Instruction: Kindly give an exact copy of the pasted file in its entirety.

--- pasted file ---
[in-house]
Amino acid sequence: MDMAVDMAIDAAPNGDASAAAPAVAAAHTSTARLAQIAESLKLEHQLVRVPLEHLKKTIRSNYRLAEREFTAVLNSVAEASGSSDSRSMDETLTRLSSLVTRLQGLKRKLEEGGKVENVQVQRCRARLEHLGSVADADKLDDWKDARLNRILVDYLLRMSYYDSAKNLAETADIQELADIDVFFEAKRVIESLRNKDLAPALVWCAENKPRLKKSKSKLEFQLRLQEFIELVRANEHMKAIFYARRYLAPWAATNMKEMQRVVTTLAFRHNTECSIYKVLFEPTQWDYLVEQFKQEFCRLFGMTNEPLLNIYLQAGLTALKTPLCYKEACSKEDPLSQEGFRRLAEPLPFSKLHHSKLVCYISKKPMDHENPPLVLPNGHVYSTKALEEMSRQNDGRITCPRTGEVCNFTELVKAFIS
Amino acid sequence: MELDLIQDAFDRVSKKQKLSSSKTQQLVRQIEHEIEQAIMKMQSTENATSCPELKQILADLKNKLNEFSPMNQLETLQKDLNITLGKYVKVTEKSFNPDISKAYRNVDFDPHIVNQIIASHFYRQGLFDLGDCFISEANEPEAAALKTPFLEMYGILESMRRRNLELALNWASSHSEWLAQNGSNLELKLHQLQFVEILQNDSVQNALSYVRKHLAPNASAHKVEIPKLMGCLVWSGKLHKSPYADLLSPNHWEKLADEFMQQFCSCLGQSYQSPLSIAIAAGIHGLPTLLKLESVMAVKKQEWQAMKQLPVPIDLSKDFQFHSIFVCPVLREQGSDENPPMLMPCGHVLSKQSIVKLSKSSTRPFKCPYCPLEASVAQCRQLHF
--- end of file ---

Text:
[in-house]
Amino acid sequence: MDMAVDMAIDAAPNGDASAAAPAVAAAHTSTARLAQIAESLKLEHQLVRVPLEHLKKTIRSNYRLAEREFTAVLNSVAEASGSSDSRSMDETLTRLSSLVTRLQGLKRKLEEGGKVENVQVQRCRARLEHLGSVADADKLDDWKDARLNRILVDYLLRMSYYDSAKNLAETADIQELADIDVFFEAKRVIESLRNKDLAPALVWCAENKPRLKKSKSKLEFQLRLQEFIELVRANEHMKAIFYARRYLAPWAATNMKEMQRVVTTLAFRHNTECSIYKVLFEPTQWDYLVEQFKQEFCRLFGMTNEPLLNIYLQAGLTALKTPLCYKEACSKEDPLSQEGFRRLAEPLPFSKLHHSKLVCYISKKPMDHENPPLVLPNGHVYSTKALEEMSRQNDGRITCPRTGEVCNFTELVKAFIS
Amino acid sequence: MELDLIQDAFDRVSKKQKLSSSKTQQLVRQIEHEIEQAIMKMQSTENATSCPELKQILADLKNKLNEFSPMNQLETLQKDLNITLGKYVKVTEKSFNPDISKAYRNVDFDPHIVNQIIASHFYRQGLFDLGDCFISEANEPEAAALKTPFLEMYGILESMRRRNLELALNWASSHSEWLAQNGSNLELKLHQLQFVEILQNDSVQNALSYVRKHLAPNASAHKVEIPKLMGCLVWSGKLHKSPYADLLSPNHWEKLADEFMQQFCSCLGQSYQSPLSIAIAAGIHGLPTLLKLESVMAVKKQEWQAMKQLPVPIDLSKDFQFHSIFVCPVLREQGSDENPPMLMPCGHVLSKQSIVKLSKSSTRPFKCPYCPLEASVAQCRQLHF